The results pertaining to feeding different level of rDDGS and RGM combinations on serological parameters on 21 days are presented in Table 3. The results revealed that no significant (P>0.05) difference was found in serum globulin (G), albumen(A): globulin (G) ratio, serum enzymes SGOT, SGPT and ALP activity between different dietary treatments and control as result of feeding 0% rDDGS +0% RGM (DR1), 12.5% rDDGS +15% RGM (DR2) and 10 % rDDGS +12.5 % RGM (DR3) combination levels. Serum glucose, total protein and albumen levels decreased significantly (P<0.01) in DR2 and DR3 as compared to DR1 level. However, serum glucose, total protein and albumen levels did not show any significant (P>0.05) difference from DR2 as compared to DR3. Serum triglyceride levels were decreased significantly (P<0.01) in DR2 level as compared to DR1 and DR3 levels. Serum triglyceride level did not show any significant (P>0.05) difference from DR3 as compared to DR1 level. Effect of with or without enzymes supplementation on feeding different level of rDDGS and RGM combinations did not show any significant (P>0.05) difference in serological parameters except serum glucose. Serum glucose level was increased significantly (P<0.01) in enzymes supplemented groups as compared to without enzymes groups. Interaction of rDDGS and RGM combinations with or without enzymes did not show any significant (P>0.05) difference on serological parameters on 21 days of broiler chickens. Our results were in agreement with Choi et al. (2014), Metwally and Farhat (2015), Kumar et al. (2016) and Wani et al. (2017). Choi et al.(2014) reported dietary inclusion of rice DDGS up to 25% did not affect the plasma content of total protein, glucose, cholesterol and triglyceride in juvenile red sea bream (Pagrus major) fish. Metwally and Farhat (2015) reported no significant (P>0.05) difference in serum biochemical parameters (serum lipid profile, glucose, total protein, albumin and globulin) up to addition of 12.5% RGM in diet of broiler chicken. Kumar et al. (2016) also reported no significant (P>0.05) difference in the serological variables (glucose, blood urea nitrogen, plasma proteins and non-esterified fatty acids) on addition of RGM up to 21% level in the diet of growing dairy calves. Wani (2017) and Wani et al. (2017) reported no significant (P>0.05) difference on feeding different levels of RGM up to 20% level with or without protease enzyme supplementation. Moreover, serum biochemical parameters are indicators of the physiological, nutritional and pathological status of birds and can be correlated to identify the impact of nutritional factors and additives supplied in the diet.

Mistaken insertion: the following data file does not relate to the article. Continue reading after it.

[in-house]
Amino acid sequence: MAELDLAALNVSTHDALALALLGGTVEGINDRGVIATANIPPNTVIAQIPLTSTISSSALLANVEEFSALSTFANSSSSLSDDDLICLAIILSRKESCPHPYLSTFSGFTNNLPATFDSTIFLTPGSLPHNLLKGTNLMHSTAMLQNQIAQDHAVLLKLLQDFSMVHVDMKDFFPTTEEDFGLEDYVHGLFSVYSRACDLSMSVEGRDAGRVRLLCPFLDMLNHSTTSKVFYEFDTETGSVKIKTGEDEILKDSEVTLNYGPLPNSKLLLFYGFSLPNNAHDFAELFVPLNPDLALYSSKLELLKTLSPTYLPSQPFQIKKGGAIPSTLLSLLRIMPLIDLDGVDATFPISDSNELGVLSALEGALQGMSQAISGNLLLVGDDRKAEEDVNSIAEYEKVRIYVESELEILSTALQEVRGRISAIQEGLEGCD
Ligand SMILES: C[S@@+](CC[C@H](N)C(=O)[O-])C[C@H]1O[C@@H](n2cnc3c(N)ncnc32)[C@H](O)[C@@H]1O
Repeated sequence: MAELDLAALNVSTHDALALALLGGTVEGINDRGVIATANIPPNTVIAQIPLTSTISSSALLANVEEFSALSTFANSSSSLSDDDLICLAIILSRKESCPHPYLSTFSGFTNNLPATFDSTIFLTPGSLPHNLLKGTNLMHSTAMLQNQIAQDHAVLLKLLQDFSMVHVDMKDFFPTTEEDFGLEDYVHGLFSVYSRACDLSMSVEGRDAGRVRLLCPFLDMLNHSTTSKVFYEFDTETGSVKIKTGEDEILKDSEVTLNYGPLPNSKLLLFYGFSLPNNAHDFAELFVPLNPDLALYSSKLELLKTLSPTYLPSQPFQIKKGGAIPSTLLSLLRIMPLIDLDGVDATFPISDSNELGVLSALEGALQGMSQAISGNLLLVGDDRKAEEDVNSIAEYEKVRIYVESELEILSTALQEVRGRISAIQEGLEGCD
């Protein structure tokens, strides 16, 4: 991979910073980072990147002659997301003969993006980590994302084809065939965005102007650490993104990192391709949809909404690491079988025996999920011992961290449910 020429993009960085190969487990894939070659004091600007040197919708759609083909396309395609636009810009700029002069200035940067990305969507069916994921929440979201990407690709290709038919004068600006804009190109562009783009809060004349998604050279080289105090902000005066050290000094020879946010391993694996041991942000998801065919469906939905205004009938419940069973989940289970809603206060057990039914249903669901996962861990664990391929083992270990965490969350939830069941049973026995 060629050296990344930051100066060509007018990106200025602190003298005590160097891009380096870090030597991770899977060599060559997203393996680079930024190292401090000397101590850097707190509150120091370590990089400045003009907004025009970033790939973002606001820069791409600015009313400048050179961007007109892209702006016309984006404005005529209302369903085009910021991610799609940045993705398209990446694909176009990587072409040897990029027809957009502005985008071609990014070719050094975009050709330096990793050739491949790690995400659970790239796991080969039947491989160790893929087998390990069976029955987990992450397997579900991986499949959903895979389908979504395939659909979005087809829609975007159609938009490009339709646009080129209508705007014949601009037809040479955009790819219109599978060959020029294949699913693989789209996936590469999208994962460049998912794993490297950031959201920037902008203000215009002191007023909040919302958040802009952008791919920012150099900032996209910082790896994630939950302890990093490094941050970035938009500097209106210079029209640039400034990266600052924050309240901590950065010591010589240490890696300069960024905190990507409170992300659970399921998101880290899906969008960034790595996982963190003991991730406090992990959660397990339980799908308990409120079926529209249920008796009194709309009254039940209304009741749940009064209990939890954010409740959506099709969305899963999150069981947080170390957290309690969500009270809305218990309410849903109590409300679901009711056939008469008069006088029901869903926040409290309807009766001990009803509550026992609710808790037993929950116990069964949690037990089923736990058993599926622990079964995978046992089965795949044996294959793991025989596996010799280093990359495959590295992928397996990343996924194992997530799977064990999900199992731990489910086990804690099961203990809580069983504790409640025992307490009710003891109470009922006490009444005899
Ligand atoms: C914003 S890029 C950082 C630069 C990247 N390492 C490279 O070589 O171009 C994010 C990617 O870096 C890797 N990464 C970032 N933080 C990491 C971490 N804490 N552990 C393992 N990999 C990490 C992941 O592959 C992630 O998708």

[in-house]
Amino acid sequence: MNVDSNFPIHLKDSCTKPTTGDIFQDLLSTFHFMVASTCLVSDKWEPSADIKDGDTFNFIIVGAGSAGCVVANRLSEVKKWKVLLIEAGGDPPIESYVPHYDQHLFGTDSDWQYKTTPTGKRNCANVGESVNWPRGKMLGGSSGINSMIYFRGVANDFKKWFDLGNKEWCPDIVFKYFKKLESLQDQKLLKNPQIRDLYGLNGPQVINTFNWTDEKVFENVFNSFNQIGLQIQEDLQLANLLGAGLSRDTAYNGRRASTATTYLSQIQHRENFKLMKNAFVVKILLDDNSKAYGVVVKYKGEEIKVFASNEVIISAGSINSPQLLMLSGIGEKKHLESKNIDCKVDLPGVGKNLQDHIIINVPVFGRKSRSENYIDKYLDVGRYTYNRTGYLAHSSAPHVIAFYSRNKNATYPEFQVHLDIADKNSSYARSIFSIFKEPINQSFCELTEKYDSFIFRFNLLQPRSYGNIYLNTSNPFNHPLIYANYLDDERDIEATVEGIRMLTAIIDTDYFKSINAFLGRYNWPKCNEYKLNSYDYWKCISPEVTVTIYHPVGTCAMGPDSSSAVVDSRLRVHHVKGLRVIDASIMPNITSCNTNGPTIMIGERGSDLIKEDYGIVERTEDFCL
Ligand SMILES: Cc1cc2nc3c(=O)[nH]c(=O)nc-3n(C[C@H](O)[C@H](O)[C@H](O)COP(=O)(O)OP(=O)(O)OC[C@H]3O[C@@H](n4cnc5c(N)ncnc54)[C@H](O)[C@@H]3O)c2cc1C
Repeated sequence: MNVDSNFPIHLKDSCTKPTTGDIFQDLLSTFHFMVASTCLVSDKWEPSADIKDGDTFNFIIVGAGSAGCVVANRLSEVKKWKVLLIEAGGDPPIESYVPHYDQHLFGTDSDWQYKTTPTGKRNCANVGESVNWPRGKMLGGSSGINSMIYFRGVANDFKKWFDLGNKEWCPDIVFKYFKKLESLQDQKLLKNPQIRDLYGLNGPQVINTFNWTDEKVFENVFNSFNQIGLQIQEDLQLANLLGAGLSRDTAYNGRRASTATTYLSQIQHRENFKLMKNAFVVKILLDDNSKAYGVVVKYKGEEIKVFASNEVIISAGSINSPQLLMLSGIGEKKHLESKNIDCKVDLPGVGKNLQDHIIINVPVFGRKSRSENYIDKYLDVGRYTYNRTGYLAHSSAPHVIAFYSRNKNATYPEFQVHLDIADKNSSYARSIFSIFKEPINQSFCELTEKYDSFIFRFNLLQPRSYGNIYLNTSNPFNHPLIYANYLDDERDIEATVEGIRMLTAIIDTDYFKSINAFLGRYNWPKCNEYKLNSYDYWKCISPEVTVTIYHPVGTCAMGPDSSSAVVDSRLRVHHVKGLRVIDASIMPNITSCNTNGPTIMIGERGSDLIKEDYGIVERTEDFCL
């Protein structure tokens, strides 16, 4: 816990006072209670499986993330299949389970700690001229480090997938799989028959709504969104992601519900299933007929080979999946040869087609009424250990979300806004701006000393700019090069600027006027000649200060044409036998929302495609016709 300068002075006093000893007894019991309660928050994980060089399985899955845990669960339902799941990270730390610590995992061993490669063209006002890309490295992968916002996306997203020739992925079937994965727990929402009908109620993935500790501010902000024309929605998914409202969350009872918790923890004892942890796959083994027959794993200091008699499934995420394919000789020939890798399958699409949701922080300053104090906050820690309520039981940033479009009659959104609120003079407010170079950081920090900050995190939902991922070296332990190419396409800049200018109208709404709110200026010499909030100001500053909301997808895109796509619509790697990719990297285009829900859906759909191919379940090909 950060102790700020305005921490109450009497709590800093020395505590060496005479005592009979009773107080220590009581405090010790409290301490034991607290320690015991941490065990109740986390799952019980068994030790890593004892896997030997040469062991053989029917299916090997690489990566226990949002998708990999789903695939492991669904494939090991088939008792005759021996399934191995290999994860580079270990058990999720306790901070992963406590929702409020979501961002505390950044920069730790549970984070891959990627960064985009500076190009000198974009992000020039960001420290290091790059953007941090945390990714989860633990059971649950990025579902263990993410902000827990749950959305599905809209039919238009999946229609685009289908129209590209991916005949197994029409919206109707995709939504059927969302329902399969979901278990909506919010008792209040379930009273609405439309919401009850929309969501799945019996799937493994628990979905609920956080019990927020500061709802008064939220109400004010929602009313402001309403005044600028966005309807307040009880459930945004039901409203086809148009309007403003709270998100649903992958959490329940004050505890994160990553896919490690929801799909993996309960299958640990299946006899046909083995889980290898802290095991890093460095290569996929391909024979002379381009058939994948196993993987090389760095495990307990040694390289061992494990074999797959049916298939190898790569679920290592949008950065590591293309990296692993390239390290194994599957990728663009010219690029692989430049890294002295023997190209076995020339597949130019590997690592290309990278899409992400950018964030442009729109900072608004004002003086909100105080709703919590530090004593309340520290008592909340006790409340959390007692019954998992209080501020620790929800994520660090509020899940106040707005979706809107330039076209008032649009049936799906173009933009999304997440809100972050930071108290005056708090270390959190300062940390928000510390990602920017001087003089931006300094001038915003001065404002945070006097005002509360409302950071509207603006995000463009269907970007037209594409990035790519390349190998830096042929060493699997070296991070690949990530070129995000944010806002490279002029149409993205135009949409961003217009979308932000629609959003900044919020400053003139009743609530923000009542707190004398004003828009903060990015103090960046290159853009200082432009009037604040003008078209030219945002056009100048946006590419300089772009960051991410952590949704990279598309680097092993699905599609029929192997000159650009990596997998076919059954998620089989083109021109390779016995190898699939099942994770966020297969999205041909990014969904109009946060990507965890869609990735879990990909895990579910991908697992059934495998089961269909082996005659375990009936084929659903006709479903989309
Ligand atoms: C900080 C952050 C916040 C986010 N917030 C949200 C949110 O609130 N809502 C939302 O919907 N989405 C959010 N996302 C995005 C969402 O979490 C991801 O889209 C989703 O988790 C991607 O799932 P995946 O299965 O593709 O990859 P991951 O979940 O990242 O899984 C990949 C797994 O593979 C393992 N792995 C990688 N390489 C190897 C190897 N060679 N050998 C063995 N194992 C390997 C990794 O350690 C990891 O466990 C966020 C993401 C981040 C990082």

Our results were in disagreement with Hack et al. (2015) and Gupta et al. (2017). Hack et al. (2015) reported that increasing corn DDGS level significantly (P<0.01) increased serum triglycerides, cholesterol and LDL for hens fed diet contained 22% DDGS in the diet. Gupta et al. (2017) reported 10% rice DDGS had significantly (P<0.01) higher effect on serum albumin, total protein, A:G ratio, glucose value and significantly (P<0.01) lowering effect on serum lipid profile (triglycerides, cholesterol, LDL and VLDL). However, no such study on rDDGS and RGM combination feeding were done in poultry on blood biochemical parameters till now.
Table 3: Effect of feeding different level of rDDGS and RGM combinations on serological parameters
|rDDGS||RGM||Enzyme||Glucose mg/dl||Protein (g/dl)||Albumin g/dl||Globulin g/dl||A:G||Cholesterol mg/dl||Triglyceride mg/dl||SGOT U/ml||SGPT U/ml||ALP U/ml|
|Main Effects ( rDDGS/RGM combination)|
Values bearing different superscripts within the column differ significantly; A:G ratio: Albumin: Globulin ratio, NS: Non-significant (P>0.05); M: Multienzyme, P: Protease
The study concludes that the feeding of rDDGS and RGM in combination up to the levels of 12.5% and 15%, respectively with or without enzyme supplementation do not have any adverse effects on the haematological parameters but adversely affecting serum biochemical parameters in terms of serum glucose, total protein and albumen levels of broiler chicken in 21 days.
Authors are highly thankful to ICAR-Central Avian Research Institute, Izatnagar, Bareilly, U.P. for providing all necessary facilities and inputs.